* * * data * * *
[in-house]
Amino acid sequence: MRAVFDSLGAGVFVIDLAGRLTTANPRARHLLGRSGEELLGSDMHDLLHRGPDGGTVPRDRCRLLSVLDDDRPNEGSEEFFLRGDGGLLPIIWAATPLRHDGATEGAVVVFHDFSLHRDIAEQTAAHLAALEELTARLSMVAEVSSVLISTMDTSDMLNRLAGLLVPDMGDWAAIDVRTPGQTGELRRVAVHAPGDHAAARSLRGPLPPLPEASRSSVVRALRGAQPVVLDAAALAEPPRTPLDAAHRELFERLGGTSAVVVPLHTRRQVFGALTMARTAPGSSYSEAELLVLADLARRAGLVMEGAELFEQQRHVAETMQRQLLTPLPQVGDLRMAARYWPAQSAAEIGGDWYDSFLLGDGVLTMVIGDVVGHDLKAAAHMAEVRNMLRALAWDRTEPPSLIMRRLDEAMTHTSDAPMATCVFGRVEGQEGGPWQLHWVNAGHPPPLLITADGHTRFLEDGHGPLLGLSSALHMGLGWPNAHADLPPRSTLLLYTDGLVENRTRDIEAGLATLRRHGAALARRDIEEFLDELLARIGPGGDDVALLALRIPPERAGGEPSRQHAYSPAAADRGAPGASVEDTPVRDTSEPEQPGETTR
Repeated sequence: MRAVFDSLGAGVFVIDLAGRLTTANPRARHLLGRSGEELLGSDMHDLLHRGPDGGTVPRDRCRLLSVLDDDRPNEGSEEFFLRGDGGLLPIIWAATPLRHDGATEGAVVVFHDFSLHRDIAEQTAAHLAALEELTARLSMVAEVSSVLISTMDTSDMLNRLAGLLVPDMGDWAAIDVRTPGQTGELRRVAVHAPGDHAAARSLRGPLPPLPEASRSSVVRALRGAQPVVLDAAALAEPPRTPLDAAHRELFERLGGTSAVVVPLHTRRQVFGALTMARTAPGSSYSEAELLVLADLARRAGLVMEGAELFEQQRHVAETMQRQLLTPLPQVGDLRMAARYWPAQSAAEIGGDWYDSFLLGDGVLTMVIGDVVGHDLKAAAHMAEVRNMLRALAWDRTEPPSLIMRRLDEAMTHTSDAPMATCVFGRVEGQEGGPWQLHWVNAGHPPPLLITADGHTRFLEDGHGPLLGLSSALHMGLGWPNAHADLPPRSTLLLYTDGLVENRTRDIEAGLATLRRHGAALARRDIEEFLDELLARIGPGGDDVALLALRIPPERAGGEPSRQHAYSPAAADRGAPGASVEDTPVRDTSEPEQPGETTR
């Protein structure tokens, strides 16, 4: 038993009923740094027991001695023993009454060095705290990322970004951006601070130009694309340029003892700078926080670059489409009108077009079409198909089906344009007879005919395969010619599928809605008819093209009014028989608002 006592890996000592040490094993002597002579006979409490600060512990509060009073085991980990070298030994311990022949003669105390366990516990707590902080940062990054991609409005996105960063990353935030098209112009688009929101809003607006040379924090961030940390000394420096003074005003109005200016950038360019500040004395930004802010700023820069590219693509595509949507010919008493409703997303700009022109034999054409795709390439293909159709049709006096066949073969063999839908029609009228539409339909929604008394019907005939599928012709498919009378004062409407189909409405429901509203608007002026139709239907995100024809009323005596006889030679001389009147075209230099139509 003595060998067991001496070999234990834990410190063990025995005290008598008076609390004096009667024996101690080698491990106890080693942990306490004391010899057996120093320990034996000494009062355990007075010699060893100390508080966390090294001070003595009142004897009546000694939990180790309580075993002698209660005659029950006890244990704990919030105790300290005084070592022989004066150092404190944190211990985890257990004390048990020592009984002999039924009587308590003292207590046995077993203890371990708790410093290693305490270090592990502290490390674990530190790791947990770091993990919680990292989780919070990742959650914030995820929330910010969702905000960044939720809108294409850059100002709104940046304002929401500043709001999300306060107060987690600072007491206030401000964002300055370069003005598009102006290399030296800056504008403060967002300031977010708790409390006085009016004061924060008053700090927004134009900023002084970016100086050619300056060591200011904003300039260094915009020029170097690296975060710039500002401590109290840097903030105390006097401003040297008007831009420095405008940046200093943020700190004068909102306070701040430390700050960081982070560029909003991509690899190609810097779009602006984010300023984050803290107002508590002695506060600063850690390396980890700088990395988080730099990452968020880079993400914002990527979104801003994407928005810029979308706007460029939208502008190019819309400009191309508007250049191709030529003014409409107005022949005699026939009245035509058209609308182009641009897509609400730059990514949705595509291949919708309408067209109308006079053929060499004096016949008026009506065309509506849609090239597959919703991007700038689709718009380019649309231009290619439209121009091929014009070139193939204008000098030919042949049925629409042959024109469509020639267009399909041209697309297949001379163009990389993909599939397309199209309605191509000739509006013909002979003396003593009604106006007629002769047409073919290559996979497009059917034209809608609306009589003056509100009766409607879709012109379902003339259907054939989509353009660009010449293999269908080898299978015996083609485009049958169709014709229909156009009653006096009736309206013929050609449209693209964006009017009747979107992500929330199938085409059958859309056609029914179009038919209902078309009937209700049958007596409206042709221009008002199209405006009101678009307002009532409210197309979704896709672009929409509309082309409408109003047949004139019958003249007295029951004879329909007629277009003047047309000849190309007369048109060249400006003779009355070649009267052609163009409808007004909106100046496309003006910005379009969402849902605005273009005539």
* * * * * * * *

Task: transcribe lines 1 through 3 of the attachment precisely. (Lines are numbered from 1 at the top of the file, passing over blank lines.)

[in-house]
Amino acid sequence: MRAVFDSLGAGVFVIDLAGRLTTANPRARHLLGRSGEELLGSDMHDLLHRGPDGGTVPRDRCRLLSVLDDDRPNEGSEEFFLRGDGGLLPIIWAATPLRHDGATEGAVVVFHDFSLHRDIAEQTAAHLAALEELTARLSMVAEVSSVLISTMDTSDMLNRLAGLLVPDMGDWAAIDVRTPGQTGELRRVAVHAPGDHAAARSLRGPLPPLPEASRSSVVRALRGAQPVVLDAAALAEPPRTPLDAAHRELFERLGGTSAVVVPLHTRRQVFGALTMARTAPGSSYSEAELLVLADLARRAGLVMEGAELFEQQRHVAETMQRQLLTPLPQVGDLRMAARYWPAQSAAEIGGDWYDSFLLGDGVLTMVIGDVVGHDLKAAAHMAEVRNMLRALAWDRTEPPSLIMRRLDEAMTHTSDAPMATCVFGRVEGQEGGPWQLHWVNAGHPPPLLITADGHTRFLEDGHGPLLGLSSALHMGLGWPNAHADLPPRSTLLLYTDGLVENRTRDIEAGLATLRRHGAALARRDIEEFLDELLARIGPGGDDVALLALRIPPERAGGEPSRQHAYSPAAADRGAPGASVEDTPVRDTSEPEQPGETTR
Repeated sequence: MRAVFDSLGAGVFVIDLAGRLTTANPRARHLLGRSGEELLGSDMHDLLHRGPDGGTVPRDRCRLLSVLDDDRPNEGSEEFFLRGDGGLLPIIWAATPLRHDGATEGAVVVFHDFSLHRDIAEQTAAHLAALEELTARLSMVAEVSSVLISTMDTSDMLNRLAGLLVPDMGDWAAIDVRTPGQTGELRRVAVHAPGDHAAARSLRGPLPPLPEASRSSVVRALRGAQPVVLDAAALAEPPRTPLDAAHRELFERLGGTSAVVVPLHTRRQVFGALTMARTAPGSSYSEAELLVLADLARRAGLVMEGAELFEQQRHVAETMQRQLLTPLPQVGDLRMAARYWPAQSAAEIGGDWYDSFLLGDGVLTMVIGDVVGHDLKAAAHMAEVRNMLRALAWDRTEPPSLIMRRLDEAMTHTSDAPMATCVFGRVEGQEGGPWQLHWVNAGHPPPLLITADGHTRFLEDGHGPLLGLSSALHMGLGWPNAHADLPPRSTLLLYTDGLVENRTRDIEAGLATLRRHGAALARRDIEEFLDELLARIGPGGDDVALLALRIPPERAGGEPSRQHAYSPAAADRGAPGASVEDTPVRDTSEPEQPGETTR